Ex-Cubs Manager Joe Maddon Hired by Angels on Reported 3-Year Contract

Adam Wells@adamwells1985Featured ColumnistOctober 16, 2019

Chicago Cubs manager Joe Maddon (70) waves from the dugout prior to a baseball game against the St. Louis Cardinals Sunday, Sept. 29, 2019, in St. Louis. (AP Photo/Scott Kane)
Scott Kane/Associated Press

For the third consecutive year, the Los Angeles Angels will open the year with a different manager.

On Wednesday, the Angels announced they reached a deal with Joe Maddon to become the manager.

"We are thrilled that Joe is coming back home and bringing an exciting brand of baseball to our fans," general manager Billy Eppler said, per USA Today's Bob Nightengale. "We believe Joe will be a great asset for our club and look forward to him leading the team to another World Series Championship."

When Mike Scioscia's 19-year run with the Angels ended following the 2018 season, Brad Ausmus took over the team. 

Things never came together under Ausmus, due in no small part to injuries. Andrelton Simmons, Shohei Ohtani, Mike Trout and Albert Pujols all missed at least 28 games. The starting rotation didn't have one pitcher reach 20 starts. Trevor Cahill was the only hurler to throw more than 100 innings.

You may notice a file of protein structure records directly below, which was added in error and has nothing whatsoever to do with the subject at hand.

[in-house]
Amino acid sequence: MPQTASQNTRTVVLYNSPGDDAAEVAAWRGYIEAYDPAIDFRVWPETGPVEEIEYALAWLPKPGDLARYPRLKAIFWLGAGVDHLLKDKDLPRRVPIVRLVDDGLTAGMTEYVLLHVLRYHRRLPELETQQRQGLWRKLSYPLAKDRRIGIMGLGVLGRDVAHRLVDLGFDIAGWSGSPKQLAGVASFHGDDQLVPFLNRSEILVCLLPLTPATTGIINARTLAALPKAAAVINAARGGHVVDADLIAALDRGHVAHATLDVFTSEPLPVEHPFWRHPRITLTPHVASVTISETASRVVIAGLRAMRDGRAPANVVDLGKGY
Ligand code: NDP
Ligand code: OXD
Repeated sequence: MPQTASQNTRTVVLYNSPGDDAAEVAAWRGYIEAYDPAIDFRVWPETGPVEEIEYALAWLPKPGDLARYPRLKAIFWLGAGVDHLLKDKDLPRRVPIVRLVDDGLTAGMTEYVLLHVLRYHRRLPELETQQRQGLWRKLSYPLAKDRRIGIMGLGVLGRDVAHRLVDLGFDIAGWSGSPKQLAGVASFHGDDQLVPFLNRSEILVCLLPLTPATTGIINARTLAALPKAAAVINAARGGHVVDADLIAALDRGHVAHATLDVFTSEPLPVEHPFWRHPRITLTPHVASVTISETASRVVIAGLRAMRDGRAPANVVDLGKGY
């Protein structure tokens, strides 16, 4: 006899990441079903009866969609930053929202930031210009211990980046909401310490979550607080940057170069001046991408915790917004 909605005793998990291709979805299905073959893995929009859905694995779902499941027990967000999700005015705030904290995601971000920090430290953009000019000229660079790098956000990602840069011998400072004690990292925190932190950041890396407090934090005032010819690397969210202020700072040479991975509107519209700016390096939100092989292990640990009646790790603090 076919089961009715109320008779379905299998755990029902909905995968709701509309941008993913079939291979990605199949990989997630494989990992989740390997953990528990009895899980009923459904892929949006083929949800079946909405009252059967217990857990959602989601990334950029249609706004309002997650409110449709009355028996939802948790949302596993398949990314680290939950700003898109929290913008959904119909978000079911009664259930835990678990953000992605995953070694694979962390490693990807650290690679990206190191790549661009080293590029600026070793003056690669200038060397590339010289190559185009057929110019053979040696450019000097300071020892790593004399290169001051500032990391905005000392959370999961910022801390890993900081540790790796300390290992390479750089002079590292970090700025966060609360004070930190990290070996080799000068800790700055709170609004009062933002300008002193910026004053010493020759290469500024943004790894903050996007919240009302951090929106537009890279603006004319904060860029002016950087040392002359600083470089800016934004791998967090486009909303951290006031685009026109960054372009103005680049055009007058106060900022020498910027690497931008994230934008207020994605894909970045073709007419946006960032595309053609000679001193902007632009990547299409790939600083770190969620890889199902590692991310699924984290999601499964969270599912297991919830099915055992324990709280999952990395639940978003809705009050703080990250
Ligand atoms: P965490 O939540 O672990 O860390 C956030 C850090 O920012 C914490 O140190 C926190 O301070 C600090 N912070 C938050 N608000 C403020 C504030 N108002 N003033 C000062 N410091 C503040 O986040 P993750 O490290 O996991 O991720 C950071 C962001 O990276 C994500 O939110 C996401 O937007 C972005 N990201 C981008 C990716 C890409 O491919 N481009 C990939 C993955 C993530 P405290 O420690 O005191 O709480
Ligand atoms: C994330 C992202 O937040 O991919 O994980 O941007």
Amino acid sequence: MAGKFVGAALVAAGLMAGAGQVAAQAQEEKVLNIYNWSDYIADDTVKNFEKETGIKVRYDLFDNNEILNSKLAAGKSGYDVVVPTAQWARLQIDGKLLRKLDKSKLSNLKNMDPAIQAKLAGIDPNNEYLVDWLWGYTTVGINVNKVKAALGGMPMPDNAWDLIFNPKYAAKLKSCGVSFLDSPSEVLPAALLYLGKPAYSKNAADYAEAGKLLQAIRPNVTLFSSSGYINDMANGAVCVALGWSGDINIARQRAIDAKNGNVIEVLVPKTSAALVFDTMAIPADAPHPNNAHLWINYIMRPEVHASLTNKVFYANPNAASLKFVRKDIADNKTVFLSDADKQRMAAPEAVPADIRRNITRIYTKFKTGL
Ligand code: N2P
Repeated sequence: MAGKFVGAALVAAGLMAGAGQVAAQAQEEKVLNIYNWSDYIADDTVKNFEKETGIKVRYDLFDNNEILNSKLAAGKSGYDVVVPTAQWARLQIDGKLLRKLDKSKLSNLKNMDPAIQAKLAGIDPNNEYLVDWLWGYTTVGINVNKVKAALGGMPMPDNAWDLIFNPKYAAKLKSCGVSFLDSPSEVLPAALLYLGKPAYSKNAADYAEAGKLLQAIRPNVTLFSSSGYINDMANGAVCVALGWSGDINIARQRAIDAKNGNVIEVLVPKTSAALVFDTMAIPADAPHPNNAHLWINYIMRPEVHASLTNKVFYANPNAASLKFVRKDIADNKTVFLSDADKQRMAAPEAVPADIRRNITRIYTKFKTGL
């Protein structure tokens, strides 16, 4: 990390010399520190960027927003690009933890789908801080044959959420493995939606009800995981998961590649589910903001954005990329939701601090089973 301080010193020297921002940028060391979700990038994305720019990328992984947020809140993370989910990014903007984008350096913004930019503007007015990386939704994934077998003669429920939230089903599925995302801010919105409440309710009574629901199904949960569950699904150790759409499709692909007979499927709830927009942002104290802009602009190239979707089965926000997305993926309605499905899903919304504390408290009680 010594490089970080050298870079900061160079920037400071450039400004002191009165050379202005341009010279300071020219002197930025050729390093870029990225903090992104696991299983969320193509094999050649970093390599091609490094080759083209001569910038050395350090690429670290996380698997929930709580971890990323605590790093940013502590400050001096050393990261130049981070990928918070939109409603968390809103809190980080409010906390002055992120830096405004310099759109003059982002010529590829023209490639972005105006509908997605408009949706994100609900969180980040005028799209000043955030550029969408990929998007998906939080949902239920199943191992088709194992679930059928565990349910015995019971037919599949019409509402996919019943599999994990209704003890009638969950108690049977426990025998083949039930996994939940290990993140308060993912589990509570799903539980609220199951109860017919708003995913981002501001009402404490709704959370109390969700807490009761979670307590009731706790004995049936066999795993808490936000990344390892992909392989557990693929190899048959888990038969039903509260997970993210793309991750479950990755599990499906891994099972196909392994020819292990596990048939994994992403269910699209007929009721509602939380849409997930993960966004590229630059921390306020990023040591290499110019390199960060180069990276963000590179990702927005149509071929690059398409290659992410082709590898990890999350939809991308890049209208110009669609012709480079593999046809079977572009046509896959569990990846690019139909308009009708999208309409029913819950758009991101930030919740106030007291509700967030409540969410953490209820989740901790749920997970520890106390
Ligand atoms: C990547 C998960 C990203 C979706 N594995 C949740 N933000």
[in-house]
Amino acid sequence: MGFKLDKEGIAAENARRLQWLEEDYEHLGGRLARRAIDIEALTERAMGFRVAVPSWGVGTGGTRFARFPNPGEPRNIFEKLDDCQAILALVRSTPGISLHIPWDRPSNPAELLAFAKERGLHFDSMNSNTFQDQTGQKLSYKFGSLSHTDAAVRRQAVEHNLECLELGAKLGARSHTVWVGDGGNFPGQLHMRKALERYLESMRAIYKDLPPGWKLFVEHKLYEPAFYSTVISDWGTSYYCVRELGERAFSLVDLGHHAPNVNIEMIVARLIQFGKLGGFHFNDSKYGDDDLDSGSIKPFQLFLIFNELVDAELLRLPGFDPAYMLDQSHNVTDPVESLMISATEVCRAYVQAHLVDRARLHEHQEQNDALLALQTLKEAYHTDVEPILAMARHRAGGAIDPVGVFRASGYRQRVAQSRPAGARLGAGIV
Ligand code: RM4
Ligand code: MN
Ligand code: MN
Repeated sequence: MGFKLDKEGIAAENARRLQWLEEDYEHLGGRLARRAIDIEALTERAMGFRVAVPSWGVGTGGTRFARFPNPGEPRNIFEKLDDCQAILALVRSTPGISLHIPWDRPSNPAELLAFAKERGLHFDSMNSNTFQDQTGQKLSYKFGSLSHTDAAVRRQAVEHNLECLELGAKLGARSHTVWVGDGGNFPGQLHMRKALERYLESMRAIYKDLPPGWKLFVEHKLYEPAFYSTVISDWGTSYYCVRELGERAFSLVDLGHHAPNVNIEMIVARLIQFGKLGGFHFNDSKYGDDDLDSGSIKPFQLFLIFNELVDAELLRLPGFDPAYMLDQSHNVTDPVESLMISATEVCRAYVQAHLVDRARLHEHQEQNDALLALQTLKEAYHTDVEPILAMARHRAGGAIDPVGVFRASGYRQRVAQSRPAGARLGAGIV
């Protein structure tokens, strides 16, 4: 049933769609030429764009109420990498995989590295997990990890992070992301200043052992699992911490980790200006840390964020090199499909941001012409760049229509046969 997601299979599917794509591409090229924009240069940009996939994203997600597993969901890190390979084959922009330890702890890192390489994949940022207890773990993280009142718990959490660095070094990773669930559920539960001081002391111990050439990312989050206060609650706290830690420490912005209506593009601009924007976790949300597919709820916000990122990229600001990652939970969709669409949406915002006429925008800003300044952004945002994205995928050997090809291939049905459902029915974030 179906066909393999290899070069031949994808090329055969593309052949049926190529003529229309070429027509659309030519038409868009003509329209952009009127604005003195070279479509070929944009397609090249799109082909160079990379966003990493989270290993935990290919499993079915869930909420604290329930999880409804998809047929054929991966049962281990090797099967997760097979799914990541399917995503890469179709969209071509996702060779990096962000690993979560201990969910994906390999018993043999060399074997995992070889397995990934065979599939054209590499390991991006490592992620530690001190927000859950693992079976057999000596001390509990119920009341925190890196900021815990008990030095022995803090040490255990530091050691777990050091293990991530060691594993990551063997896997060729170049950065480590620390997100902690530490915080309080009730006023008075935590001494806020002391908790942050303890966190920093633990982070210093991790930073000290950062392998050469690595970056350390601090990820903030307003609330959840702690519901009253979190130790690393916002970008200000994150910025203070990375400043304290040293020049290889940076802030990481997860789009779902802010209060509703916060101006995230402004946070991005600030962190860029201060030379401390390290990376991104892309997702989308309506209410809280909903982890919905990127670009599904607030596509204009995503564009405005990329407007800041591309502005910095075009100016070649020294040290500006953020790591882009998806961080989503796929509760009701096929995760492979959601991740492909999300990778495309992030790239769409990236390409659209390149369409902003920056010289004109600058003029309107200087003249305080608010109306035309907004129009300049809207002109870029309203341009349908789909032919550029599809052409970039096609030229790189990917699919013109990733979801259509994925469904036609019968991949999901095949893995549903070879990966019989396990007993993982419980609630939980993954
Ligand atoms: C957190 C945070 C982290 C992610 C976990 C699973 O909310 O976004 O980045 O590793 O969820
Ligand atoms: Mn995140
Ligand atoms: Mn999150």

Beyond the injuries, the Angels also endured a tragedy in 2019 when Tyler Skaggs died on July 1 at age 27 when he was found unresponsive in the team's hotel before a game against the Texas Rangers

Los Angeles finished the year in fourth place in the American League West at 72-90, its worst single-season record since 1999 (70-92). Ausmus was fired on Sept. 30, one day after the end of the regular season.

Despite their record last season and missing the playoffs in each of the last five years, the Angels offer an attractive managerial job.

They play in a great location with an owner, Artie Moreno, who has spent at least $150 million on payroll in five of the past six years, and 28-year-old Mike Trout remains the sport's best player and is under contract through 2030. 

Maddon returns to the organization that gave him his start as a manager. He had two brief interim stints with the Angels in 1996 and 1999, going 27-24 in 51 games. The Pennsylvania native also worked as a coach for the team from 1994 to 2005. 

For the past five seasons, Maddon managed the Chicago Cubs. He led them to four postseason appearances in each of his first four years, including three straight trips to the NLCS and the 2016 World Series title.

The Angels will hope Maddon has the same type of impact on them. They are facing an uphill climb, as they play in the same division as the Houston Astros and Oakland Athletics, two franchises that combined to win 204 games in 2019. 

It won't be easy, but Maddon is the first big domino to fall in an offseason that should see them do everything possible to get back in the playoff mix in 2020.    

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